UAE | General

800-year-old olive tree finds home in Abu Dhabi

This native of the Mediterranean region is not a common sight in the UAE. But an 800-year-old specimen has managed to make its way to the capital from Lebanon. The olive tree, which was originally brought here to beautify the surroundings, has now gone on to occupy the pride of place at the entrance of the future Rawdhat residential district in Abu Dhabi. Looking at the tree's journey to the capital.

  • By Samihah Zaman and Iman Ismail, Staff Reporters
  • Published: 00:00 August 16, 2011
  • Gulf News

Olive tree
  • Image Credit: Abdel-Krim Kallouche/Gulf News
  • Olive trees such as this particular specimen, part of the Olea Europaea species, are not common to the UAE, but grow wild in other parts of the Middle East.
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Abu Dhabi: On the side of a busy highway in the capital, a lone tree with silvery grey leaves stands guard. The olive tree, a native of the eastern Mediterranean coast, has been in the UAE for only nine months. But it is already spreading its roots in its new home, and drawing the attention of everyone who passes by it.

The 800-year-old specimen is one of the few olive trees in the UAE, and serves as a piece of art. Brought into the country to beautify the surrounding landscape, the tree today occupies pride of place at the entrance to the future Rawdhat residential district in Abu Dhabi city.

The tree, which weighs a massive five tonnes, was originally brought from Lebanon by road. On its two-week journey to the UAE, the four-metre tall plant passed by Syria, Jordan and Saudi Arabia.

"Having witnessed radical changes in culture, civilisation and lifestyle, this magnificent plant has now found a permanent home in the UAE, and it will be part of a special environment for the future residents of Rawdhat," Saeed Al Yabhouni, vice-president of strategy development at Reem Developers, told Gulf News.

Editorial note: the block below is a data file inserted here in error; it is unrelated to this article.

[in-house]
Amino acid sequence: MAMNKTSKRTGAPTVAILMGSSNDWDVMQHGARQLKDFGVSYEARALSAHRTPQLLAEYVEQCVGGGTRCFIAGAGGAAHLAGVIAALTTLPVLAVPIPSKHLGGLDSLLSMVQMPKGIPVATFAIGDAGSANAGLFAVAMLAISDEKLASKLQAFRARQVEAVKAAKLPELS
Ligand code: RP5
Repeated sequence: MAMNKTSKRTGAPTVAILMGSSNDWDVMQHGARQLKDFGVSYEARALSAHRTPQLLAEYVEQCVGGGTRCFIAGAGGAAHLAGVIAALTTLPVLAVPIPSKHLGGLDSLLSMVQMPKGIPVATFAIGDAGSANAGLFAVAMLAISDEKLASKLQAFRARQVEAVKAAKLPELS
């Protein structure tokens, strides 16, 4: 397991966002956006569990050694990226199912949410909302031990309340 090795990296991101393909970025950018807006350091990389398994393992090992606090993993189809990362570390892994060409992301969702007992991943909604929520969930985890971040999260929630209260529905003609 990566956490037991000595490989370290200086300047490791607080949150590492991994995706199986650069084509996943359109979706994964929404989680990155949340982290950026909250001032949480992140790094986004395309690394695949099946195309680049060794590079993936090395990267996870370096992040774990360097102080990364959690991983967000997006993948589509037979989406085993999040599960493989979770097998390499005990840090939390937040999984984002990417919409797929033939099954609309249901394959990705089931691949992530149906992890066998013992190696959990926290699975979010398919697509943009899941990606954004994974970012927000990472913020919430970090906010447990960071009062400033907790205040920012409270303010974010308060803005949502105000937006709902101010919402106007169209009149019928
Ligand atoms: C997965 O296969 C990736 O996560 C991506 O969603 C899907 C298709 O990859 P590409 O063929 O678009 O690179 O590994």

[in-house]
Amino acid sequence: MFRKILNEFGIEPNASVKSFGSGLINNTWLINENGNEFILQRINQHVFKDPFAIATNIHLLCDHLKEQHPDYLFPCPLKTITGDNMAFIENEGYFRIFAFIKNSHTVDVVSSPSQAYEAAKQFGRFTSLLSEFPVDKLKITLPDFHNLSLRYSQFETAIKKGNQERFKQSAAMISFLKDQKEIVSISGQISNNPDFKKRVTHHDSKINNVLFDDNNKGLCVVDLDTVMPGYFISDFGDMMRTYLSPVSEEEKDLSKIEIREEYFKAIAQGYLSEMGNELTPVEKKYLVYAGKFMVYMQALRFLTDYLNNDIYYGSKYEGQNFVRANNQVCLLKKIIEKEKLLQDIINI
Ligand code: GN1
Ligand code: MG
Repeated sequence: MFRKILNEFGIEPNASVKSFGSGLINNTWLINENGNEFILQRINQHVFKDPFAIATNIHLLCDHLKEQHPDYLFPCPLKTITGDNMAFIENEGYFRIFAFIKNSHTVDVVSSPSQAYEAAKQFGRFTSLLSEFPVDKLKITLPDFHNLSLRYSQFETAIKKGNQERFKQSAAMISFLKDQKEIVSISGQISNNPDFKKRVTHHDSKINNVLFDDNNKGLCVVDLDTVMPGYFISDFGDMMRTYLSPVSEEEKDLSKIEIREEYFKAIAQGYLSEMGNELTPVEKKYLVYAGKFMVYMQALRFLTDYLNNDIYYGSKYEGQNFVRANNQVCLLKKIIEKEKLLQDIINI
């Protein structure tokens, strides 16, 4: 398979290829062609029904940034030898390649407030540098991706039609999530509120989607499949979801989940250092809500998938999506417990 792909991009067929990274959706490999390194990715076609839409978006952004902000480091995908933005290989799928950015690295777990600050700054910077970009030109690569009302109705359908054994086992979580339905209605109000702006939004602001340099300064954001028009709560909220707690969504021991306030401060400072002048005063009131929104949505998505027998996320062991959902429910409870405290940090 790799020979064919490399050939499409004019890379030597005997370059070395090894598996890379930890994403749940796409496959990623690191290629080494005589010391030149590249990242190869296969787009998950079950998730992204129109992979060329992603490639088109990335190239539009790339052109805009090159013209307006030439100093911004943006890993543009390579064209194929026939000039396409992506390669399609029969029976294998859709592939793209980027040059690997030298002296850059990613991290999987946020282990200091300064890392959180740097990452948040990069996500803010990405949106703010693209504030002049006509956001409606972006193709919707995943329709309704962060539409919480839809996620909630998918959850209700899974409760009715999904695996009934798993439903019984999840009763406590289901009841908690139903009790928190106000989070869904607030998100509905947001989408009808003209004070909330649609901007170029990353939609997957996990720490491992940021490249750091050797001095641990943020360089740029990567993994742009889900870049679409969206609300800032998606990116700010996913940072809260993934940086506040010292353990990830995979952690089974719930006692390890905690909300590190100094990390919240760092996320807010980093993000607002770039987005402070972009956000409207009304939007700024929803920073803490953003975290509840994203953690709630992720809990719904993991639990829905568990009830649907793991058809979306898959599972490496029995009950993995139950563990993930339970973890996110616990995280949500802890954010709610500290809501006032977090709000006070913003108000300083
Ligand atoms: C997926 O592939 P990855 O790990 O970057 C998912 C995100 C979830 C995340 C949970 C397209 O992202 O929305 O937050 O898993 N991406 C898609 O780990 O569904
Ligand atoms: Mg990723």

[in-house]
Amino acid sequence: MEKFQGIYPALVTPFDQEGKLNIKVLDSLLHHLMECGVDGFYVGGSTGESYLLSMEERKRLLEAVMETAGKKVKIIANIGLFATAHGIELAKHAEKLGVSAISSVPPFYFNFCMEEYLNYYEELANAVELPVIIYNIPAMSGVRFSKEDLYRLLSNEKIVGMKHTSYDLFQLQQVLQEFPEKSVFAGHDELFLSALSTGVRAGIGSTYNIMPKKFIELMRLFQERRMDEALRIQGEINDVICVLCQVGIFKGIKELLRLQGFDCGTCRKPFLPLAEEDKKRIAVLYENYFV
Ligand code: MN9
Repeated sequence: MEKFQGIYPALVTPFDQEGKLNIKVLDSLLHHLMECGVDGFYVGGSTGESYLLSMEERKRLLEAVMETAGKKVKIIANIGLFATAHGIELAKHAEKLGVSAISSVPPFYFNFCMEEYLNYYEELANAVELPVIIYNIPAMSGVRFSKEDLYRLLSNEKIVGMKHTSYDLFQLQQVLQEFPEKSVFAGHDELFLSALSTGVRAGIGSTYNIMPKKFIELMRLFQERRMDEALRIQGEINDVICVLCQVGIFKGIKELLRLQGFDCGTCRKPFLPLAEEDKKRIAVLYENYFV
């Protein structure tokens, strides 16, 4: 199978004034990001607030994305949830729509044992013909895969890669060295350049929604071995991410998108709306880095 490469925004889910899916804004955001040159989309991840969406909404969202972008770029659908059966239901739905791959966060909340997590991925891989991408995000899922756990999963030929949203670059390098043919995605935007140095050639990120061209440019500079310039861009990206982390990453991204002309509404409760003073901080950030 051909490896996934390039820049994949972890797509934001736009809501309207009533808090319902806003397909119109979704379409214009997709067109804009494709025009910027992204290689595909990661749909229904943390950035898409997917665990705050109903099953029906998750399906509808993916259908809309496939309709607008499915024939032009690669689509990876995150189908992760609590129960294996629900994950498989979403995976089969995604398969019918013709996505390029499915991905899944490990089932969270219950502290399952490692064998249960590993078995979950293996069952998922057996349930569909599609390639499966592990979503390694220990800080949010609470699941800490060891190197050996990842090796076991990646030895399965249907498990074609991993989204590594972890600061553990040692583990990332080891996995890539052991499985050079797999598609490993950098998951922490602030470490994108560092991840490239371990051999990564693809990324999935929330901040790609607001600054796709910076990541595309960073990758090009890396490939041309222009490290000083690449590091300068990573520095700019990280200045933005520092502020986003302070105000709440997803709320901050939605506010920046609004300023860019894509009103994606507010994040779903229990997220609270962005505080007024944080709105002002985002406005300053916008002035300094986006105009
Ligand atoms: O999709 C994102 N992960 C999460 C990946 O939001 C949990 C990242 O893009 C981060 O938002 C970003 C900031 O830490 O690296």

Historic significance

"We wanted the centrepiece to be unique and chose the olive tree because of its character and historic significance. It will give people a sense of arrival when they enter Rawdhat and those who live, work and visit will appreciate it for many years to come," he added.

Olive trees such as this particular specimen, part of the Olea Europaea species, are not common to the UAE, but grow wild in other parts of the Middle East. A robust plant that is also sometimes called the Little Ollie, it can grow in rocky areas and requires very little water to survive.

The fruits of the Olea Europaea, which can range from green to black, depending on ripeness, have been one of the major sources of olive oil since prehistoric times.

"The tree is part of a species that has been cultivated for the past 7,000 years," Al Yabhouni said.

Although fruit production decreases by the time the tree reaches 500 years of age, their artistic beauty is greatly valued and the trees are often used for decorative purposes.

"Because of decreased productivity, older trees are often chopped down. This tree will however continue to provide a welcoming sensation to Rawdhat residents for years to come," the vice-president added.